[Show abstract] [Hide abstract] ABSTRACT: Although transmission of pandemic influenza A virus H1N1 2009 is still occurring globally, little has been reported about how this outbreak has affected the safety of plasma derivatives. To evaluate the safety of plasma derivatives, dedicated virus clearance processes used during their production were investigated for their effectiveness in eliminating this virus of recent concern. In this study, influenza A virus H1N1 strain A/NWS/33 (H1N1) was chosen as a surrogate. H1N1 was completely inactivated by fraction IV fractionation as well as pasteurization during the manufacture of albumin. H1N1 was also effectively removed into the precipitate by fraction III fractionation and completely inactivated by low pH incubation as well as pasteurization during the manufacture of intravenous immunoglobulin. H1N1 was completely inactivated within 1 min of solvent/detergent treatment using 0.3% tri (n-butyl) phosphate and 1.0% Triton X-100 and also completely inactivated within 10 min of dry-heat treatment at 98 °C during the manufacture of factor VIII. H1N1 was completely removed by virus filtration process using Viresolve NFP filter and also completely inactivated by pasteurization during the manufacture of anti-thrombin III. These results indicate that all the virus clearance processes commonly used have sufficient H1N1 reducing capacity to achieve a high margin of safety.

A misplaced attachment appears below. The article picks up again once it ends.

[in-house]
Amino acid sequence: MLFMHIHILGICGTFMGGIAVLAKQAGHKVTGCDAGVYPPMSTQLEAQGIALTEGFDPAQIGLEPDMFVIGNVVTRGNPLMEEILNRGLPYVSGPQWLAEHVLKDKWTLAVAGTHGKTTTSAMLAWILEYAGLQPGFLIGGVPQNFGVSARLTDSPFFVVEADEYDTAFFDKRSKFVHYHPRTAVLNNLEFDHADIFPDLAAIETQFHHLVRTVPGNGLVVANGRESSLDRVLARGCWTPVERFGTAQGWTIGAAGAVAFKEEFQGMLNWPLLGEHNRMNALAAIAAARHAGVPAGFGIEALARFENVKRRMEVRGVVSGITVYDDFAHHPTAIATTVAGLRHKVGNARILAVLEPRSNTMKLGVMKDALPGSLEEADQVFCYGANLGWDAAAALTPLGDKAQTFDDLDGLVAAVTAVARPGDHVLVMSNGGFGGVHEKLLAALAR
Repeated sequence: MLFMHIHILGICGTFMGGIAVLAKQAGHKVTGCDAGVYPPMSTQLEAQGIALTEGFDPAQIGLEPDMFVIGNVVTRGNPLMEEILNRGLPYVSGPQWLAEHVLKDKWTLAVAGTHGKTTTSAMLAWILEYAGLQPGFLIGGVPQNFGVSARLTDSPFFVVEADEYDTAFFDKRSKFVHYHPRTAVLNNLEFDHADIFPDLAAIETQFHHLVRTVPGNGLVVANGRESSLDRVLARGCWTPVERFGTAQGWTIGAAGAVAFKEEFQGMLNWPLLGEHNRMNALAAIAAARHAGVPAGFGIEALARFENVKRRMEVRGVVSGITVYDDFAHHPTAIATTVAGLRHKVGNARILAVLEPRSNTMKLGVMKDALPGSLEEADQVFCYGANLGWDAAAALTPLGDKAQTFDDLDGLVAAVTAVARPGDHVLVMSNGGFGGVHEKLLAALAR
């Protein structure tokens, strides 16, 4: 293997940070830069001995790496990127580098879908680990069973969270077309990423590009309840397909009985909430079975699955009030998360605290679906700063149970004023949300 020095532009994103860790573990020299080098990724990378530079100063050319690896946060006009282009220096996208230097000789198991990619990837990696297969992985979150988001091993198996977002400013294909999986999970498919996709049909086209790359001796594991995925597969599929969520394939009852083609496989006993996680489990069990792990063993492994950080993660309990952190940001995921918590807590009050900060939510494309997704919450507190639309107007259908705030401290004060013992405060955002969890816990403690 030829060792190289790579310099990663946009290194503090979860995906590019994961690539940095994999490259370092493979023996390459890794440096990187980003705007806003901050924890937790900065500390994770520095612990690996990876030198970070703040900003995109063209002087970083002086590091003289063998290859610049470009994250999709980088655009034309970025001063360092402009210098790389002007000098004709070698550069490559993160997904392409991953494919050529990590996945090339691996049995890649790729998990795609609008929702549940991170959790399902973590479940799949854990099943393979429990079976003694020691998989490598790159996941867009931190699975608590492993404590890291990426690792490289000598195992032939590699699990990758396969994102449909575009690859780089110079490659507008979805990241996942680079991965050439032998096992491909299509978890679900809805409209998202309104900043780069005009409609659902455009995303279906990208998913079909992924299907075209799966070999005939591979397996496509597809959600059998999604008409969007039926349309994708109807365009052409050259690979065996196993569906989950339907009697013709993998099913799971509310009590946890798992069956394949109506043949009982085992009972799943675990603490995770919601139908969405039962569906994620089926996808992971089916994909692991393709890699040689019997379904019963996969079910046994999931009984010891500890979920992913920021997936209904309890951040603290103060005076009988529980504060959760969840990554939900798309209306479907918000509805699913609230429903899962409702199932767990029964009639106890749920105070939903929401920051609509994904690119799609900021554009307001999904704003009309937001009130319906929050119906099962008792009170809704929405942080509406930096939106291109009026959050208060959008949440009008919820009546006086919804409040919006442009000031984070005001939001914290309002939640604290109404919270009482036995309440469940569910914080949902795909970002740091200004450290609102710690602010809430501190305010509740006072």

Article · Nov 2010 · Biologicals
  • Jung Eun Bae · Eun Kyo Jeong · Jae Il Lee · [...] · In Seop Kim
    Article · Nov 2010 · Journal of Biotechnology
  • Jung Eun Bae · Eun Kyo Jeong · Jae Il Lee · [...] · In Seop Kim
    Article · Nov 2010 · Journal of Biotechnology
  • Dong Hyuck Lee · Jung Eun Bae · Jung Hee Lee · [...] · In Seop Kim